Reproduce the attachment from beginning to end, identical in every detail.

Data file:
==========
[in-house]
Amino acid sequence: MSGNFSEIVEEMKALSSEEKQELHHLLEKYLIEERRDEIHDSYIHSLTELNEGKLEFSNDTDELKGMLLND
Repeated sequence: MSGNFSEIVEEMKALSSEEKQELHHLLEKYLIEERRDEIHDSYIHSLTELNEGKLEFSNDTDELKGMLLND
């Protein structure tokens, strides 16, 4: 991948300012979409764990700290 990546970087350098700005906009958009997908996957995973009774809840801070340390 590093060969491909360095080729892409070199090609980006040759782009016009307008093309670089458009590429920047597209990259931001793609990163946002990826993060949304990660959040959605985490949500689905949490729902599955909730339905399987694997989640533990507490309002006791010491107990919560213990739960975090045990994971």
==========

[in-house]
Amino acid sequence: MSGNFSEIVEEMKALSSEEKQELHHLLEKYLIEERRDEIHDSYIHSLTELNEGKLEFSNDTDELKGMLLND
Repeated sequence: MSGNFSEIVEEMKALSSEEKQELHHLLEKYLIEERRDEIHDSYIHSLTELNEGKLEFSNDTDELKGMLLND
């Protein structure tokens, strides 16, 4: 991948300012979409764990700290 990546970087350098700005906009958009997908996957995973009774809840801070340390 590093060969491909360095080729892409070199090609980006040759782009016009307008093309670089458009590429920047597209990259931001793609990163946002990826993060949304990660959040959605985490949500689905949490729902599955909730339905399987694997989640533990507490309002006791010491107990919560213990739960975090045990994971």